This afternoon Chris (one of my roommates) invited me and Danny (my other roommate) to his house to celebrate his grandmother’s birthday. I thought it was inappropriate to attend the birthday party of someone else’s grandma, but Chris’ mother insisted that we should come. I am glad I did. It was a very…. interesting experience.
I had already met Chris’ father and mother during move-in. His mom cleaned the entire apartment, which was supposed to have been cleaned and painted before we moved in. I knew it wouldn’t be, though. We’re college kids getting an apartment. Did anyone REALLY think that it would be cleaned?
His father, as I speculated during move-in from his overall demeanor, is quite intellectual. He seems to be a bookworm, and as such, has a vast array of knowledge on a variety of subjects. He can pretty much fit in to any conversation and have something intelligent to add. I guess it just kind of caught me off guard. In college, you don’t often meet people who are so well informed.
One of Chris’s sisters is Deaf. She can speak and seems to understand some speech either by lip-reading, a slight ability to still hear, or a combination of both. However, she still uses ASL (American Sign Language) almost exclusively, sometimes combined with vocalization. It seems to be a very efficient language, as she can say long sentences in only a few signs, probably through some form of abbreviation.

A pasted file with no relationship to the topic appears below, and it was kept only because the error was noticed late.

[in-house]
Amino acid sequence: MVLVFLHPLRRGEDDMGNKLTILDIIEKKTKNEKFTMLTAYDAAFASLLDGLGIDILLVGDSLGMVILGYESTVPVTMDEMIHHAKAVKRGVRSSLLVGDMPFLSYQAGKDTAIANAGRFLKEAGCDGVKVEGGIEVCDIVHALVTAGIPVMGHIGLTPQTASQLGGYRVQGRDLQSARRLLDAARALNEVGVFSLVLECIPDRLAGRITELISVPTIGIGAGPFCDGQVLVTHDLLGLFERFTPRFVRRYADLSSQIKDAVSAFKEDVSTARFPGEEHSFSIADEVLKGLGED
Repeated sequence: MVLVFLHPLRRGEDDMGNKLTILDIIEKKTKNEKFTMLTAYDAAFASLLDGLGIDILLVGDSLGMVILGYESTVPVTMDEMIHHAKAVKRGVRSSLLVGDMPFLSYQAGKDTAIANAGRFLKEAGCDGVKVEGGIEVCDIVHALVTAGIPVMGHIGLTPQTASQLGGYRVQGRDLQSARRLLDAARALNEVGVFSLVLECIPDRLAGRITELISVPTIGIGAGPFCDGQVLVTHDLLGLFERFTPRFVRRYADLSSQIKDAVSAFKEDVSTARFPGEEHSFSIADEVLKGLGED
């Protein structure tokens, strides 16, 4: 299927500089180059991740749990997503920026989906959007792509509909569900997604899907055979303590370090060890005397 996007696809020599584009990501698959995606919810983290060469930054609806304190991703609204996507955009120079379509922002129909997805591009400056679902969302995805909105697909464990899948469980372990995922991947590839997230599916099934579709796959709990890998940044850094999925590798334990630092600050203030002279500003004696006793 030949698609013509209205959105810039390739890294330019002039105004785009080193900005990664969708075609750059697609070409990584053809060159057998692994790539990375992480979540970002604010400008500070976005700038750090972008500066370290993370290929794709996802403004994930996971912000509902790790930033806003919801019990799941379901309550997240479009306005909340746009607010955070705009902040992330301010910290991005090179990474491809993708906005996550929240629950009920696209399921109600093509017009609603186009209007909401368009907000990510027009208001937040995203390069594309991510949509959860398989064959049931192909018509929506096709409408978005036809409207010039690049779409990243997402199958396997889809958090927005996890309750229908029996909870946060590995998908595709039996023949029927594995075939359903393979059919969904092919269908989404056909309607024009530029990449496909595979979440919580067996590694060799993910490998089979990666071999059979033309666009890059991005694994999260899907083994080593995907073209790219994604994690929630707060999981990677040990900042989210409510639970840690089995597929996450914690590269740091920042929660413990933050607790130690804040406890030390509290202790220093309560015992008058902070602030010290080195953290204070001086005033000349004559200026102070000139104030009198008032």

Evidently, the Deaf community sometimes gives people name signs. I don’t quite understand what these are, but they seem to be shorthand versions of a person’s name. They were talking about some kid who went to a school and his name sign looked like he was shooting a gun. His name was Hunter. The school, ludicrous as most schools are, actually banned the sign from use. What the heck? The school system is stupid.
It was interesting to see ASL used. This was my first time seeing it, and it was quite possibly a rare occurrence. Chris’ sister is planning to attend Gallaudet, a Deaf university in Washington, D.C.
As awesome as ASL and the Deaf community is, that’s not the reason why everyone was there. We were there for grandma’s 88th birthday party!
Chris’s grandma is hilarious because of how stereotypical she is. She has a strong Bostonian accent, stark personality, loves older music, and generally dislikes modern music, claiming that you can’t even understand what they’re saying. She’s like one of those grandma’s you see in late-night sitcoms. I could almost hear the audience clapping and laughing in the background.
Other company included Chris’ uncle and aunt, Snickers the dog (who wakes Chris’ sister up since she can’t hear alarm clocks), and the chinchilla. What? You’ve never seen a chinchilla before?
We ate spaghetti and cake, gave out presents, and Danny and I got attacked with questions. Oh, and grandma got drunk with wine. But I won’t talk about that.
You know, it’s funny. I have always wanted to learn ASL, and over this past summer my interest in it increased dramatically. I read information on Deaf culture, Deaf history, and even learned the ASL alphabet. Now, after five days of being back in Boston, I meet someone in the Deaf community.